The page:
Kodiak is a passenger and cargo transportation hub for villages in the region and plays an important role in Sea-Land's distribution system as a relay market for freight moving by barge to and from Cordova and Dutch Harbor. Schommer points out her firm's growth in Kodiak could be fueled by the carrier's long-term expansion plans for Dutch Harbor.

Sea-Land container ships currently stop in Kodiak after docking in Anchorage and continue to Tacoma with fish cargoes bound for Japan and other Asian nations. But the carrier is examining the possibility of sending Pacific Rim-bound freight across the Pacific from Dutch Harbor. American President Lines already routes its vessels that way.

Transportation is a vital link to an island economy such as Kodiak. The community also is served by several air carriers, barge lines and the state ferry system. Says the chamber's Stevens, "Operating on an island has a cost." Dependence on water transportation for heavy cargoes, in lieu of truck or rail transport, also adds time.

Nonetheless, economic activity in the borough is attracting major retailers. Safeway Stores opened an outlet in Kodiak in 1987, and Stevens says Lamonts department store recently inquired about retail space on the island.

Because of Kodiak's role as a regional transportation hub, merchants serve not only local residents but also shoppers from outlying areas. Service and retail firms see opportunities in capturing a portion of spending now going to cities outside the region. The Westmark, for example, began marketing Christmas shopping trips to Kodiak last year to attract business from villagers.

REAL ESTATE. In a commercial building boom that sets Kodiak apart from the majority of the state, three new shopping centers are planned in Kodiak. All are on Mill Bay Road in the northern bounds of the city. Toby Cook, a broker with Associated Island Brokers in Kodiak, points out land for commercial development is scarce, while demand for services is strong. Located between mountains and water, the downtown area offers no room to expand.

One of those commercial centers is continued development of Mill Bay Plaza where National Bank of Alaska completed a second branch last summer. The project includes an enclosed mall attached to the Safeway store and a three-screen theater.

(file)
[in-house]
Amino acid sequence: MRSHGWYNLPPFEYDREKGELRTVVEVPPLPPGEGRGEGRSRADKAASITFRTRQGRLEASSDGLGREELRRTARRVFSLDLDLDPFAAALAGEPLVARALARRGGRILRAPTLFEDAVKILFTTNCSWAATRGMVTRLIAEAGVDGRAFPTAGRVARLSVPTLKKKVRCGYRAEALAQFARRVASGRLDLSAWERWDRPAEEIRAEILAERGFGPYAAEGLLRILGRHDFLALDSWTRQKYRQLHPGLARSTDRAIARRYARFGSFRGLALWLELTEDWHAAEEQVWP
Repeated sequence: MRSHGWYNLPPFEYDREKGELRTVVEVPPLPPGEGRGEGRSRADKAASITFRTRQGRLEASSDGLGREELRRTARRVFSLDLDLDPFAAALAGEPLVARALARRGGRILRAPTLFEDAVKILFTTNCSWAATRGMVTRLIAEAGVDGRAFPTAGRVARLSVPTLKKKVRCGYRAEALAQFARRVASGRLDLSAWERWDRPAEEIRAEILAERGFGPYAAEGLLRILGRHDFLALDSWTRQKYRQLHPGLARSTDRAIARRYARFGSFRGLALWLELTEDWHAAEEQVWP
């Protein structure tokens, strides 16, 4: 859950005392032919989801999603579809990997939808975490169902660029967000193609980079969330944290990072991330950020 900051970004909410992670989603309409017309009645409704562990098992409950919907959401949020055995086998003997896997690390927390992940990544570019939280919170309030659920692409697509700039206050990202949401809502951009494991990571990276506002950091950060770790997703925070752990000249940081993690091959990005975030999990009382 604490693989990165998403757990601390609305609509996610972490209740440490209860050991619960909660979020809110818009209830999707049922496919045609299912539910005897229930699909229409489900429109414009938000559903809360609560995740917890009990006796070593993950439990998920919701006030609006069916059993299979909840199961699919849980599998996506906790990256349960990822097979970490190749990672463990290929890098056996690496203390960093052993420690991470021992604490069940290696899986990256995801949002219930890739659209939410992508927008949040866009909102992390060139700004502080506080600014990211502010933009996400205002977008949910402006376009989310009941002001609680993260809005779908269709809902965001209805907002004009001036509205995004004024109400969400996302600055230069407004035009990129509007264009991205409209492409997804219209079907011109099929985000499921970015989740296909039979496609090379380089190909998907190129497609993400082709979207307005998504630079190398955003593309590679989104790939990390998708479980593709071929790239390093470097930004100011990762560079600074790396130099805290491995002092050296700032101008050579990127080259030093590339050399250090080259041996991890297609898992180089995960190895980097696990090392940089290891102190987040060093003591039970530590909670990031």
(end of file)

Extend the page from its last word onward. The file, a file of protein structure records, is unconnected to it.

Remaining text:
The other two development sites, both strip malls, are on opposite sides of the street. The nearly completed Highliner Square Plaza is expected to cater to fisheries-related businesses. The property's owner, Dave Harville, says he will move three of his own businesses - a sportfishing charter partnership, KWT Wire Inc. and Kodiak and Western Trawler Group - into the 14,000-square-foot shopping center.

Kodiak's housing market is robust as well. Personnel from Exxon and its cleanup contractor, Veco, swelled the traditionally high volume of summer renters. Further, many residents sought to invest summer cleanup incomes in real estate.

Cook says housing prices increased due to the soaring demand. He adds, "Housing is in short supply here, and the lack of available land creates higher prices. So there should continue to be upward pressure on prices."

Bill Roberts, owner of Kodiak Appraisal, concurs: "The end of the summer and fall this past year, real estate took off like a rocket. That's usual in the fall after the salmon season, but this year was the Veco season. Conservatively I'd say we're seeing 6 percent appreciation a year. Increases are in the 6-10 percent range for single-family residences."

According to Roberts, although vacancy in the fall and summer was "as near zero as it could get," there are no plans to build multi-family housing. He explains that banks are unwilling to finance such developments because of the overall grim Alaska real estate market.